PUBLIC LECTURE: Art & the Heart: The Role of the Autonomic Nervous System & the Polyvagal Theory of Stephen Porges
|Art & the Heart: The Role of the Autonomic Nervous System & the Polyvagal Theory of Stephen Porges : A Public Lecture by Alexander Cohen
In the late nineteenth century, the study of the human flourished – both as an entity of flesh, blood, bones and nerve tissue, and as a vehicle for emotion that was also subservient to external forces. This study was heavily influenced by the emergence of a school of hard-heads: practitioners of singular introspection, measurers and quantifiers. Among these was Charles Darwin. Whilst pursuing his phylogenetic pilgrimage of the whole animal kingdom from salamander to superman, he also wrote The Expression of Emotion in Man and Animals (1872). In this work he set out the indissoluble connection between the brain and the heart, and described the nexus forged between them by the vagus nerve.
A growing band of thinkers between then and now has looked upon humankind, as well as the human individual, as both a product and a reflection of environment. The development of quantitative means of assessing stress, anger, sorrow, personal inadequacy, depression and loneliness – all reflected in disturbed functional modalities – has helped to forge the history of emotions as a discipline. This talk will trace the development of these studies from the nineteenth century onwards. It will culminate in an appraisal of the Polyvagal Theory propounded by Stephen Porges which, it will be argued, offers much to enrich our understanding of emotion in both population groups and individuals. Art weaves its way through the whole.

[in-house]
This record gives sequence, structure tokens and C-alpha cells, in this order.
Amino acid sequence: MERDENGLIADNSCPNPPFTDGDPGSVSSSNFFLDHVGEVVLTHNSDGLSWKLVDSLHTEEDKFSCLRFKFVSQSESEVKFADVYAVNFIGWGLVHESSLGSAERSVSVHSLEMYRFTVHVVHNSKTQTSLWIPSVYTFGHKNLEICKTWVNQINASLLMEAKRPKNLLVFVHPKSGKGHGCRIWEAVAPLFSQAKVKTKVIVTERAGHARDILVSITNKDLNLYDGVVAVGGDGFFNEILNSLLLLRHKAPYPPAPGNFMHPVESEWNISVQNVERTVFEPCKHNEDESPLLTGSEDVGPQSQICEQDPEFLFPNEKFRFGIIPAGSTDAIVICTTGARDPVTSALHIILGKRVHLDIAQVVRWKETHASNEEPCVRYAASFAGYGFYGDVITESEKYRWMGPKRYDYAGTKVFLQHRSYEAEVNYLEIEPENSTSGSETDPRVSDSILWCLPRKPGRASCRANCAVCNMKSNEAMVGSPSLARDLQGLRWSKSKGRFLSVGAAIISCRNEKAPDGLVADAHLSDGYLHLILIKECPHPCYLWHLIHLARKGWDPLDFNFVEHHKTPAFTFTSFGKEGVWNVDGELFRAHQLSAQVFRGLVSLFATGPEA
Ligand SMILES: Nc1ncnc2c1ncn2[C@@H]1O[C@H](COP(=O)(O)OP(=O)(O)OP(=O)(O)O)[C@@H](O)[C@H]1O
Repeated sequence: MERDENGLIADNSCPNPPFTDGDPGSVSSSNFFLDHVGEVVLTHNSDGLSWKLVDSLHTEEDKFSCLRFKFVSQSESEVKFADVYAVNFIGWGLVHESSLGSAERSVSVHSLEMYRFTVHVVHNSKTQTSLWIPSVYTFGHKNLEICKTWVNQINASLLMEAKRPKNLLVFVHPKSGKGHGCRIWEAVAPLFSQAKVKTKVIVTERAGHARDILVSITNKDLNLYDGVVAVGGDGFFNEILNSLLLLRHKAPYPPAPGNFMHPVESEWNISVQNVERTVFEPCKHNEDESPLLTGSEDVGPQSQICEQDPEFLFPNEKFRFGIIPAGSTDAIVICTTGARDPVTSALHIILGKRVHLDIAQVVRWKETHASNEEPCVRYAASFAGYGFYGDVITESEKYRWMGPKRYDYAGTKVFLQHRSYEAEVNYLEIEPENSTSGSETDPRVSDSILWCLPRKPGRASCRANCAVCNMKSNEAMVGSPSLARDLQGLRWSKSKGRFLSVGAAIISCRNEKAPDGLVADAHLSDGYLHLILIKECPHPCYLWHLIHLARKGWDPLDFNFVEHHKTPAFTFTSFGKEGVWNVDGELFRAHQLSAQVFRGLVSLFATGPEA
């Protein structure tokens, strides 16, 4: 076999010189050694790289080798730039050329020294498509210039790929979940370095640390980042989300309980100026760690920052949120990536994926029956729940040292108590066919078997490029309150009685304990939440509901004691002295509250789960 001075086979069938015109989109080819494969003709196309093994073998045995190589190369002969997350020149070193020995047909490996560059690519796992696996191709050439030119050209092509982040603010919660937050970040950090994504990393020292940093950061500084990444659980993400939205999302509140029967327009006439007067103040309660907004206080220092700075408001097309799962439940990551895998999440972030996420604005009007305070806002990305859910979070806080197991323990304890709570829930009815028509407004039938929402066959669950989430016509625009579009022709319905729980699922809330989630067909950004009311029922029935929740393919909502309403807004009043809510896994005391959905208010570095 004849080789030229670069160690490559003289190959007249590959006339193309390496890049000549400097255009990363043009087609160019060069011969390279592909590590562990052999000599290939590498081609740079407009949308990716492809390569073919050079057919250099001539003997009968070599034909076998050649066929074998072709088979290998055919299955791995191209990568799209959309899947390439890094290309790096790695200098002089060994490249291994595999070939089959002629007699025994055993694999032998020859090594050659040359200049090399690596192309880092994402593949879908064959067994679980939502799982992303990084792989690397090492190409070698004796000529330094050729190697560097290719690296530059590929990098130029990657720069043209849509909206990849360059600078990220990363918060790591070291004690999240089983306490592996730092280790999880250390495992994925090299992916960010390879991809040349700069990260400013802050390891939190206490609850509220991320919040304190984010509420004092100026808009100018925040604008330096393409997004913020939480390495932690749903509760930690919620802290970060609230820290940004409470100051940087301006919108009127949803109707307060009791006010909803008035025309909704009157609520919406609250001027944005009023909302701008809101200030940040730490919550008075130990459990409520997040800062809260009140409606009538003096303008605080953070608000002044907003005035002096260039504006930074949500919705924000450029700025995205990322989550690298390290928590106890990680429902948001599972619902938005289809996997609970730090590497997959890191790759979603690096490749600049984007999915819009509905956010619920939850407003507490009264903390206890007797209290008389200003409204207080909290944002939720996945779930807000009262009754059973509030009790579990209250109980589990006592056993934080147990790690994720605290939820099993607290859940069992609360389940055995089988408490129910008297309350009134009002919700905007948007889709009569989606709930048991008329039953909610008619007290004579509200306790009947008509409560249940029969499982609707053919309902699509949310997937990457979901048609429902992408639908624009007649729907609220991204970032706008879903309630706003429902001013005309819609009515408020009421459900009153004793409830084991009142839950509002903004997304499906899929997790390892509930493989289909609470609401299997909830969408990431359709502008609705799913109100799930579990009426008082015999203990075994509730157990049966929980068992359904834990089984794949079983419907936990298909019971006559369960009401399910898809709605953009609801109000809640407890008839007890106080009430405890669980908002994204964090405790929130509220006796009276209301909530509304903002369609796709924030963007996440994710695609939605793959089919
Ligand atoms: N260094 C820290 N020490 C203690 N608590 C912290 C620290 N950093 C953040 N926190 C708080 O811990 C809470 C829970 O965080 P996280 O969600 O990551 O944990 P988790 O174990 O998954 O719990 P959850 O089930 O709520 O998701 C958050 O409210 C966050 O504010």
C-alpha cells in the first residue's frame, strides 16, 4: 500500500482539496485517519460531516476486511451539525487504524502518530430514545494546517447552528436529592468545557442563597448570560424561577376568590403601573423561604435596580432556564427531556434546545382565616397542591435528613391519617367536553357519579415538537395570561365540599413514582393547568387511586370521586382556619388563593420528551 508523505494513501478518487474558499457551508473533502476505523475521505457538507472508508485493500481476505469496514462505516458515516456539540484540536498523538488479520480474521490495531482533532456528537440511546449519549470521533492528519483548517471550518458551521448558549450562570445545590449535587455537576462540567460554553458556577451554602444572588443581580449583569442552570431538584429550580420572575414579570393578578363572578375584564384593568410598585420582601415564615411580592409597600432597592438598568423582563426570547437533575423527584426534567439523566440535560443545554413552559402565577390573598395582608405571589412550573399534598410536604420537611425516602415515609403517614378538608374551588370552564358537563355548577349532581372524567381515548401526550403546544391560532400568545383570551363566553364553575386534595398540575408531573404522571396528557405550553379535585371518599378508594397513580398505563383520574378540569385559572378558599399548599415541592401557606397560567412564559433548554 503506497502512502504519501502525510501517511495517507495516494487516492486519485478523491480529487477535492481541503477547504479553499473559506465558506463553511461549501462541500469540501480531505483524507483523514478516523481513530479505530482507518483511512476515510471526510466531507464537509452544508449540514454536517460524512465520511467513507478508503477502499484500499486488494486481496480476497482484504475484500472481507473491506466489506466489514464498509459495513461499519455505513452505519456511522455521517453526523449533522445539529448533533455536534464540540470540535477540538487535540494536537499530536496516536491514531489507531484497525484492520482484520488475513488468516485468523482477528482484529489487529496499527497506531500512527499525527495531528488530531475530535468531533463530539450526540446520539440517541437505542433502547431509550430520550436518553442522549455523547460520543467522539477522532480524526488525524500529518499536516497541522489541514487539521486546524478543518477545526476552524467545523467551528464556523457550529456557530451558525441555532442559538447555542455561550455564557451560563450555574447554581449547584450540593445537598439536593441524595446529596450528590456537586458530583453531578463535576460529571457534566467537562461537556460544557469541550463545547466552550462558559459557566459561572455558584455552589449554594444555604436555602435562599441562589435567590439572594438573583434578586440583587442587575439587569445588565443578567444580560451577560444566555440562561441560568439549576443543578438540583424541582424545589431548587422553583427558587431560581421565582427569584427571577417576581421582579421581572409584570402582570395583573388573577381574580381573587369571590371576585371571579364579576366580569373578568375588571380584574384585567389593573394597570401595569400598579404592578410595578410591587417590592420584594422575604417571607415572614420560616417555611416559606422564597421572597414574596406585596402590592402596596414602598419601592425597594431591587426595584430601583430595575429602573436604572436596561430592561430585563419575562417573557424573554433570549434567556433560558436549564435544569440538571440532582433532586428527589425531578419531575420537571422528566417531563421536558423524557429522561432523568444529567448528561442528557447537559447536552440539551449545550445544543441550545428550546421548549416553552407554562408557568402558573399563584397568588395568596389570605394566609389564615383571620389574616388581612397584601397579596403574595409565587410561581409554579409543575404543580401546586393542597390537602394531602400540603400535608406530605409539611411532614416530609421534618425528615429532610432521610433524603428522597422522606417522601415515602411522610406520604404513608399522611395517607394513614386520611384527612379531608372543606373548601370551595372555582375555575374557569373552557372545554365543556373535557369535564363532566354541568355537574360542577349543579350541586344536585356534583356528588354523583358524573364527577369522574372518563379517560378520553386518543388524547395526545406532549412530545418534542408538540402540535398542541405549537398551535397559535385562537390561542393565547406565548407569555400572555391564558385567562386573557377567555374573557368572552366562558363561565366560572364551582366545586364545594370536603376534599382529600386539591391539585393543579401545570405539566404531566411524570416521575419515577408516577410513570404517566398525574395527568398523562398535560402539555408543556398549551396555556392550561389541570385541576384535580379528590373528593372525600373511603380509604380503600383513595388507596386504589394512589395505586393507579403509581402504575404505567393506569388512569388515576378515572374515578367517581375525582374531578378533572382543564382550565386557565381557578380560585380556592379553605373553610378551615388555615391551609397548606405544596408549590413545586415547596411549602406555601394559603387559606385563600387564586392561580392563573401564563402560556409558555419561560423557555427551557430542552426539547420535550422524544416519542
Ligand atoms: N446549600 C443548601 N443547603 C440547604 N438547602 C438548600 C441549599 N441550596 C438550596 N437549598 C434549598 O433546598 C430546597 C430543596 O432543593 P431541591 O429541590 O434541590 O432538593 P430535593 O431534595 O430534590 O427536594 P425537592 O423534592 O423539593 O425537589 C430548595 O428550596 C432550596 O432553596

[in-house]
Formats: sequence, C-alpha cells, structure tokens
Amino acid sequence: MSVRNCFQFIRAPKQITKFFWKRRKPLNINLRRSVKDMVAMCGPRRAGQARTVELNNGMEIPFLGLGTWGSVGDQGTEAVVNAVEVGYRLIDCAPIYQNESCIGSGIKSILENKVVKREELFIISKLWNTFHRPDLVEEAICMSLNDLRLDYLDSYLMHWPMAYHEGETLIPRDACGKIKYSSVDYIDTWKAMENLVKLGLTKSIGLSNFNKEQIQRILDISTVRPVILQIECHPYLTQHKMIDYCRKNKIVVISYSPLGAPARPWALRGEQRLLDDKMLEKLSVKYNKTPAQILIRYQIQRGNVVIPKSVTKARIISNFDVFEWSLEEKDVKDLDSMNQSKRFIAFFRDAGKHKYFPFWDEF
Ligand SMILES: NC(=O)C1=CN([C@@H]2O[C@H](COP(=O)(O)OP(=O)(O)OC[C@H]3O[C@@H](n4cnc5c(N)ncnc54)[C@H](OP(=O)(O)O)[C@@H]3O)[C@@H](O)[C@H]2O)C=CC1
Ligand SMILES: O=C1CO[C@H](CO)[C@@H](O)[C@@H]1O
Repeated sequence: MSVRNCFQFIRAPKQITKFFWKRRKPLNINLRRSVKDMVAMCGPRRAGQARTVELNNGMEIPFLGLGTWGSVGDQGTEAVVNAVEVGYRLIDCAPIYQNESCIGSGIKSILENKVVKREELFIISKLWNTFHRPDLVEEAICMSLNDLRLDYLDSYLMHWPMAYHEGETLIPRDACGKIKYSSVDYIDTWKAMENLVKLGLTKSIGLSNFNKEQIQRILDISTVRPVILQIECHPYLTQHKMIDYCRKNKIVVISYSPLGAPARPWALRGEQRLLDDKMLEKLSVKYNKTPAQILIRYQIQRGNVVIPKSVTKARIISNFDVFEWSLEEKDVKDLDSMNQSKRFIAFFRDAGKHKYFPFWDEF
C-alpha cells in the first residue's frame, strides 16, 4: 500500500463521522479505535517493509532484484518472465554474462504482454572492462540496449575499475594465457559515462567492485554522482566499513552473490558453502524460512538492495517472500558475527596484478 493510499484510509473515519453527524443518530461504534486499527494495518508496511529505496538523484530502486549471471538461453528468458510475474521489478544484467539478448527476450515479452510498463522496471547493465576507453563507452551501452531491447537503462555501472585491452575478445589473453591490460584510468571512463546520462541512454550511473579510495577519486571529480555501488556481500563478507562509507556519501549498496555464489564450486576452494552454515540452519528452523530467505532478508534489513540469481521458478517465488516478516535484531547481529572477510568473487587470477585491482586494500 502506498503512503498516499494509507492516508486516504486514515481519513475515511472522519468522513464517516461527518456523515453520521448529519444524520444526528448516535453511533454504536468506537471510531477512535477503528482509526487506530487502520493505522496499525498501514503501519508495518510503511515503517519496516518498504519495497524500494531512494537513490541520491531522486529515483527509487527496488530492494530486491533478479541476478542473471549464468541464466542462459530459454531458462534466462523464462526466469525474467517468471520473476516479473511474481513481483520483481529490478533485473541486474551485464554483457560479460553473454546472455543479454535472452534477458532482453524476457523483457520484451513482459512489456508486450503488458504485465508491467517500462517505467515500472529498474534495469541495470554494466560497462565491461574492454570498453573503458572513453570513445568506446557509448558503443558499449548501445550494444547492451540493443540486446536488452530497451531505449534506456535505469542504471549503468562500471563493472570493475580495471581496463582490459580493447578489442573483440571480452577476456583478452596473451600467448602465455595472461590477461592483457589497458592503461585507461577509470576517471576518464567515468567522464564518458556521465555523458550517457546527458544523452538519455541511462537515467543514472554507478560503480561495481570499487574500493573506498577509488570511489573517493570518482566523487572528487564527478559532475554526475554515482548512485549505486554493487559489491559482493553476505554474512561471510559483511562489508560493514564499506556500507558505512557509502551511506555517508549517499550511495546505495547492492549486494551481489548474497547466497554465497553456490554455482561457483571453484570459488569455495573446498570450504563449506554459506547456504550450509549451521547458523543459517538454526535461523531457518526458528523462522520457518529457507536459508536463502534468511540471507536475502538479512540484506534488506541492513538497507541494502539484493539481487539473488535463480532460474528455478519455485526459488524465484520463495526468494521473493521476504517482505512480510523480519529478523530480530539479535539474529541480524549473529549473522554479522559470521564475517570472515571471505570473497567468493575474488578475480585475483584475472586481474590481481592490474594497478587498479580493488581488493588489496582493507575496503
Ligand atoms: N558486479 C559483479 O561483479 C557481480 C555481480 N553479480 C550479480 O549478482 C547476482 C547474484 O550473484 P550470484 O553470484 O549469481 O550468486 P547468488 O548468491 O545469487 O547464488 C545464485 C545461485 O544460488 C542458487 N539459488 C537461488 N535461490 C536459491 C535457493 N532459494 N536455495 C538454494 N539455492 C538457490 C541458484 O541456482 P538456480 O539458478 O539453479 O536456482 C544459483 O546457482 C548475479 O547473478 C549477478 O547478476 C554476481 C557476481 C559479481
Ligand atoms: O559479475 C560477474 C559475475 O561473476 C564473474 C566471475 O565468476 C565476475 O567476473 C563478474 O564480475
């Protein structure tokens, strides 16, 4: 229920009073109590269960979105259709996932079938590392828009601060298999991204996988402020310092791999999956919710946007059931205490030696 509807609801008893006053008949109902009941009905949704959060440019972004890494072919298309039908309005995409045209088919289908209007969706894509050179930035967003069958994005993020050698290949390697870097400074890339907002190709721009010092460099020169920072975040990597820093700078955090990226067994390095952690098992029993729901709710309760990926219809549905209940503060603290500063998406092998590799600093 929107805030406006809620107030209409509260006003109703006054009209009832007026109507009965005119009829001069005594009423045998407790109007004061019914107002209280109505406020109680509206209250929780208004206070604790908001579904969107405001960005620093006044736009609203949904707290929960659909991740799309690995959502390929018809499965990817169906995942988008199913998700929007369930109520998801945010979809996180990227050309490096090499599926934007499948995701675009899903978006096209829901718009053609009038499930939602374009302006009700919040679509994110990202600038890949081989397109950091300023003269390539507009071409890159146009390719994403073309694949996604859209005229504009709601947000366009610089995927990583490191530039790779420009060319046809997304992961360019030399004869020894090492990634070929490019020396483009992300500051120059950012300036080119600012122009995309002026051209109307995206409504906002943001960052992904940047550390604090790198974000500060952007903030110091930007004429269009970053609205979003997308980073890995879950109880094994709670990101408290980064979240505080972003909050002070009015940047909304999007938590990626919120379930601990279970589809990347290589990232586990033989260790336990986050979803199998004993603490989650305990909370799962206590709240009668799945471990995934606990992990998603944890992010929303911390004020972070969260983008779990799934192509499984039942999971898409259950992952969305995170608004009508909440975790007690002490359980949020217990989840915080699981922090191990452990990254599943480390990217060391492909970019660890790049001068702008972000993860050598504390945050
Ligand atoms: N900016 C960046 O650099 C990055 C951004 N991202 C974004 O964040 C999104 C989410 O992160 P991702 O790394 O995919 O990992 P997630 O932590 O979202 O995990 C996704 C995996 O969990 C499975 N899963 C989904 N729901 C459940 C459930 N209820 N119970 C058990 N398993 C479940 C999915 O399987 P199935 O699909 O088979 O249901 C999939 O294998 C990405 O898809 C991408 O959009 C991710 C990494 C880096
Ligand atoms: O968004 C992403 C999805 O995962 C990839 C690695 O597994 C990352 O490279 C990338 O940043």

Alex Cohen is a Clinical Professor in the School of Medicine at The University of Western Australia. His clinical and investigative career has been in the fields of general medicine and endocrinology. He has practised as a consultant physician and endocrinologist at Royal Perth Hospital and Sir Charles Gairdner Hospital in Western Australia, and has held appointments at the University of Oxford and Harvard University, where he lectured and researched diabetes and pituitary disease. His past appointments include presidencies of the Australian Medical Association (WA), the Royal Australasian College of Physicians and the Committee of Presidents of Medical Colleges of Australia. He is also an emeritus Chancellor of The University of Western Australia. His work and life ethic has been a pursuit of the Comedie Humaine in medicine and life, a passion for music and literature and a genuine liking and respect for all humanity.
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